Aging, Hallways and Reflections on Life


Image courtesy of By Gabbyly (Own work) [CC BY-SA 3.0 (], via Wikimedia Commons

Note: I wrote this post six years ago and it sat in my drafts folder. I stumbled across it today and nearly a year after my Dad’s passing, it seemed fitting to hit the button and publish it. 

I entered the brightly lit hallway and gave thanks for the welcoming absence of smells typical to healing environments. I turned right and moved past the doors, each one indistinguishable from the other except for the numbers. I reached the end of a corridor shaken from my inner dialog and realized I had taken a wrong turn. After several wrong turns, I landed in the right corridor and at the end spotted a man in a wheelchair. Even in the distance you could see the petal soft gray hairs surrounding a patch of bare scalp, they reminded me of the carefully planted daises around the outer edges of the tree in our backyard. My breath caught as memories of home washed over me. The old man, thin and slightly hunched over in a wheelchair was my Dad. When had he become an elderly man?  It was easy to look past the slowing gait and the memory lapses when he was at home but here without familiar anchors the pretense was stripped away, my father was no longer getting old, he had arrived. I slowed as I approached him not wanting to startle him and gently touched a shoulder. He looked up in my direction, eyes focused but unseeing, lost in another world where even English had escaped him.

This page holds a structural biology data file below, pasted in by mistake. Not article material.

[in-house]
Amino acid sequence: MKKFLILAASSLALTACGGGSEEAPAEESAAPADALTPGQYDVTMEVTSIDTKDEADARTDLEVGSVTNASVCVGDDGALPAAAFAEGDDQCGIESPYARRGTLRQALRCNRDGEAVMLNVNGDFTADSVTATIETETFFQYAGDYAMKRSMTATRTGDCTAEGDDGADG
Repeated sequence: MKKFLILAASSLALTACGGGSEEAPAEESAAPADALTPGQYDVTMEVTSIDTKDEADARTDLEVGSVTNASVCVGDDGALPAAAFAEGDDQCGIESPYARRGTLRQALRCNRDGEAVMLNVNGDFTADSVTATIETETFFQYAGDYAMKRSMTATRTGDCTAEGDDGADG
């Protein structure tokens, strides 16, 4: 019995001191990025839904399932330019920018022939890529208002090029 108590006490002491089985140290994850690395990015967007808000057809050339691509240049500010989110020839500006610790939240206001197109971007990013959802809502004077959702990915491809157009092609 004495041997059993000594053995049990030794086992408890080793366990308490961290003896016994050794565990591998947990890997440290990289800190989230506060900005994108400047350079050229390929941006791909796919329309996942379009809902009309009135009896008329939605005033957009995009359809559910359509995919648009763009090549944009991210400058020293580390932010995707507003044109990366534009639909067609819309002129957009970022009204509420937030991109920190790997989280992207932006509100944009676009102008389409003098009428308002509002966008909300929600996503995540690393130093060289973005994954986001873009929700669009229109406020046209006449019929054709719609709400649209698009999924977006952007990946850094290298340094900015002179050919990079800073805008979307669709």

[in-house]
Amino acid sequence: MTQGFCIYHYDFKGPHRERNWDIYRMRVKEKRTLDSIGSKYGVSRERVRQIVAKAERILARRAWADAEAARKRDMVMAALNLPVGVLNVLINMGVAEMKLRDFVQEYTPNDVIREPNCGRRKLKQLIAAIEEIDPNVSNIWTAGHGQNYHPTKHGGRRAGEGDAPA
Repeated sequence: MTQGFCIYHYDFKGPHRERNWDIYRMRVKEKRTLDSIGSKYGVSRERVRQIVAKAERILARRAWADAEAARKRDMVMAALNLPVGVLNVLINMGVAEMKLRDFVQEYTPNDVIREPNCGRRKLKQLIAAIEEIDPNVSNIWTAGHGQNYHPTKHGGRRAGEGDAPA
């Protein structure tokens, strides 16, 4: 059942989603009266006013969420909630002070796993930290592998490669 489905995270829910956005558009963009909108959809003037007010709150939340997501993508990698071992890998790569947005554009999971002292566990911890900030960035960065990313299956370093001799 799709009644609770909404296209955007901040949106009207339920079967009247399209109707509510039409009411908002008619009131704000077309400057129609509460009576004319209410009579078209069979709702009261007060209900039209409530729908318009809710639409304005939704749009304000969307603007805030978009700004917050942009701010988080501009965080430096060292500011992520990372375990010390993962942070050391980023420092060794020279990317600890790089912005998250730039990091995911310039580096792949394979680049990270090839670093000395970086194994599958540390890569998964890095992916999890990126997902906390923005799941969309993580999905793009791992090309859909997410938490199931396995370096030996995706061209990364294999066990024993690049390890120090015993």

As I removed my winter coat and sat in a chair next to him, a neighbor resident wheeled over to greet me. Her wide girth filed the chair and her equally big personality filled the corridor. She introduced herself and we made small chat as my Dad sat peacefully unaware of our presence. He was content in his own silence, interrupted occasionally by words that seemed reverent and prayerful. When I asked how long she would remain in the facility, she informed me that it was her home. The word “home” echoed like a scram in my head. How could this artificially cheerful place ever be considered home? She seemed nice, and though not ambulatory, fairly healthy.

I barely heard the cheery woman tell me that she was a childless widow, with nowhere to go. Her voice faded as my brain furiously spun out of control sizing her up and making comparisons that would fight the growing sense of dread that this woman was my future self. I was fit and this woman clearly was not and oh god I would never wear a sweater that ugly. I hated myself for my ugly thoughts yet seemed to temporarily lose control of one lobe of my brain. I shuddered visibly both to shake myself back to decency even as a part of me acknowledged with horror that I could end up alone in a nursing home wheeling through the halls as the resident Mayor of a town in which no one wanted to live.

The whole episode rattled me but I once again focused on my Dad. For the length of our visit, he slept on or off but was silent. I held his hand, and kissed his head and in fleeting moments of lucidity, told him I loved him. For now, this was home for my Dad but it was only a location. In that moment I remembered that the “where” of our dwelling was less important than those who shared the space. I cannot predict where home will be in my senior years, but I can live a life that ensures that the place will not matter. Like my Dad, I hope to be loved regardless of the address.